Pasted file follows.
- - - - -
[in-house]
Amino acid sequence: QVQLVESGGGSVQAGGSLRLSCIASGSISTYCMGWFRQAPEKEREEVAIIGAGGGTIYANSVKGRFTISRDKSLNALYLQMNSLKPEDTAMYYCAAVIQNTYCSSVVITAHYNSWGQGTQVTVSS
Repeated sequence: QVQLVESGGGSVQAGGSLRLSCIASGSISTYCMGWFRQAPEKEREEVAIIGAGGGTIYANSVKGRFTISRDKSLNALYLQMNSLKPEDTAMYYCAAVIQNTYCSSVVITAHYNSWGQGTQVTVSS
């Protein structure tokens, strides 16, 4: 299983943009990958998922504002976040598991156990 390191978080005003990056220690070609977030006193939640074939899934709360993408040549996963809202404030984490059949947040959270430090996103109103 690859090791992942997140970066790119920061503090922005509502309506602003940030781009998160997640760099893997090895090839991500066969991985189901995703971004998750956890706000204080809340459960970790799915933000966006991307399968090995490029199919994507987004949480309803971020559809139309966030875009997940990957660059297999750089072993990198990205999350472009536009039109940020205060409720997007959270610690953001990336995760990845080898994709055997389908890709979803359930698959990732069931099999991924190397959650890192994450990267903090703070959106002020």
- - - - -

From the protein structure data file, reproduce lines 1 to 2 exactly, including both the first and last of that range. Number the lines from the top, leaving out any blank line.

[in-house]
Amino acid sequence: QVQLVESGGGSVQAGGSLRLSCIASGSISTYCMGWFRQAPEKEREEVAIIGAGGGTIYANSVKGRFTISRDKSLNALYLQMNSLKPEDTAMYYCAAVIQNTYCSSVVITAHYNSWGQGTQVTVSS